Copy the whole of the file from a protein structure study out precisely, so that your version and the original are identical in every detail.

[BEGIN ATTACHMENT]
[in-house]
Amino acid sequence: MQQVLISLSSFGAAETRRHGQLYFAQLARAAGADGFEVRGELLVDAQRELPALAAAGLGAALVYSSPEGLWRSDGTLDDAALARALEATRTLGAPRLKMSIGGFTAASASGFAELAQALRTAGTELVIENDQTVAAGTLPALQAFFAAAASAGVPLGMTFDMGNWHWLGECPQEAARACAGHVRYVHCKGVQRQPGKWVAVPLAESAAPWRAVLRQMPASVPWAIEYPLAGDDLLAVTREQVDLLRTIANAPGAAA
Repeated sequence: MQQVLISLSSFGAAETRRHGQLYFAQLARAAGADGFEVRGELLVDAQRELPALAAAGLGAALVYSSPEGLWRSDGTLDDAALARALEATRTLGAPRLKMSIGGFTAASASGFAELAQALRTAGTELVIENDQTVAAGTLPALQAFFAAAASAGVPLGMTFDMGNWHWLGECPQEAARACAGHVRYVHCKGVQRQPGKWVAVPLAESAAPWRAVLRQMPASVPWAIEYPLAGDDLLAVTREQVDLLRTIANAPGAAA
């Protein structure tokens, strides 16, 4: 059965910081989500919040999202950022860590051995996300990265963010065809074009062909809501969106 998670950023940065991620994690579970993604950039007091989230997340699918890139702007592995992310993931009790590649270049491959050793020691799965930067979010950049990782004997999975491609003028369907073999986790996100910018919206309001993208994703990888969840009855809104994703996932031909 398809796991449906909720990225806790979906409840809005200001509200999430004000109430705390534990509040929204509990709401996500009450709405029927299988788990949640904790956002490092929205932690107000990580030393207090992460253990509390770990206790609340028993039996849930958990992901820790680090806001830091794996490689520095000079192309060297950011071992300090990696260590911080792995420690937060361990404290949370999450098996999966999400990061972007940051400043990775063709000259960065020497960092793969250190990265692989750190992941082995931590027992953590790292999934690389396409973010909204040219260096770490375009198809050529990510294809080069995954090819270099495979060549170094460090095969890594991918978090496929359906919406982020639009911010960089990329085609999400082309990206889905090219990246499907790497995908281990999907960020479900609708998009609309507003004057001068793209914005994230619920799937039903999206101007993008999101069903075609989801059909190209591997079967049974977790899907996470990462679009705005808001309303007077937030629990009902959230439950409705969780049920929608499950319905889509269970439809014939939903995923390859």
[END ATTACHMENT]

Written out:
[in-house]
Amino acid sequence: MQQVLISLSSFGAAETRRHGQLYFAQLARAAGADGFEVRGELLVDAQRELPALAAAGLGAALVYSSPEGLWRSDGTLDDAALARALEATRTLGAPRLKMSIGGFTAASASGFAELAQALRTAGTELVIENDQTVAAGTLPALQAFFAAAASAGVPLGMTFDMGNWHWLGECPQEAARACAGHVRYVHCKGVQRQPGKWVAVPLAESAAPWRAVLRQMPASVPWAIEYPLAGDDLLAVTREQVDLLRTIANAPGAAA
Repeated sequence: MQQVLISLSSFGAAETRRHGQLYFAQLARAAGADGFEVRGELLVDAQRELPALAAAGLGAALVYSSPEGLWRSDGTLDDAALARALEATRTLGAPRLKMSIGGFTAASASGFAELAQALRTAGTELVIENDQTVAAGTLPALQAFFAAAASAGVPLGMTFDMGNWHWLGECPQEAARACAGHVRYVHCKGVQRQPGKWVAVPLAESAAPWRAVLRQMPASVPWAIEYPLAGDDLLAVTREQVDLLRTIANAPGAAA
């Protein structure tokens, strides 16, 4: 059965910081989500919040999202950022860590051995996300990265963010065809074009062909809501969106 998670950023940065991620994690579970993604950039007091989230997340699918890139702007592995992310993931009790590649270049491959050793020691799965930067979010950049990782004997999975491609003028369907073999986790996100910018919206309001993208994703990888969840009855809104994703996932031909 398809796991449906909720990225806790979906409840809005200001509200999430004000109430705390534990509040929204509990709401996500009450709405029927299988788990949640904790956002490092929205932690107000990580030393207090992460253990509390770990206790609340028993039996849930958990992901820790680090806001830091794996490689520095000079192309060297950011071992300090990696260590911080792995420690937060361990404290949370999450098996999966999400990061972007940051400043990775063709000259960065020497960092793969250190990265692989750190992941082995931590027992953590790292999934690389396409973010909204040219260096770490375009198809050529990510294809080069995954090819270099495979060549170094460090095969890594991918978090496929359906919406982020639009911010960089990329085609999400082309990206889905090219990246499907790497995908281990999907960020479900609708998009609309507003004057001068793209914005994230619920799937039903999206101007993008999101069903075609989801059909190209591997079967049974977790899907996470990462679009705005808001309303007077937030629990009902959230439950409705969780049920929608499950319905889509269970439809014939939903995923390859």